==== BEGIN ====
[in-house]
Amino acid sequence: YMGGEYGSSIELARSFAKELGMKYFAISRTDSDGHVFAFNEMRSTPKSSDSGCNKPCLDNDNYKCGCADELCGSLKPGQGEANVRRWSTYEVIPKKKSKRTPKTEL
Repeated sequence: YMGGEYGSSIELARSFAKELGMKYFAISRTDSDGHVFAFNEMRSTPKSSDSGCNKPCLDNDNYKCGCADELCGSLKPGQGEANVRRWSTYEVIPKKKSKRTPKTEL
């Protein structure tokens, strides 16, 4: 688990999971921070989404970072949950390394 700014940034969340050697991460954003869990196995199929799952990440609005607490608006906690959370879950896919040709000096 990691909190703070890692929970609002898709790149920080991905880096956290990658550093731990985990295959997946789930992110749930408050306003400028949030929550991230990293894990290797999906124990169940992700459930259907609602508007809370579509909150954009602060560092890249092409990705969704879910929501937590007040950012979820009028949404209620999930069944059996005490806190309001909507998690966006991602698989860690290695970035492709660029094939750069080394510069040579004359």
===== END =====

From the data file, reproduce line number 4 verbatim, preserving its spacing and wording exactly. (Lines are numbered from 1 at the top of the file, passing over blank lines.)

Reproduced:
């Protein structure tokens, strides 16, 4: 688990999971921070989404970072949950390394 700014940034969340050697991460954003869990196995199929799952990440609005607490608006906690959370879950896919040709000096 990691909190703070890692929970609002898709790149920080991905880096956290990658550093731990985990295959997946789930992110749930408050306003400028949030929550991230990293894990290797999906124990169940992700459930259907609602508007809370579509909150954009602060560092890249092409990705969704879910929501937590007040950012979820009028949404209620999930069944059996005490806190309001909507998690966006991602698989860690290695970035492709660029094939750069080394510069040579004359």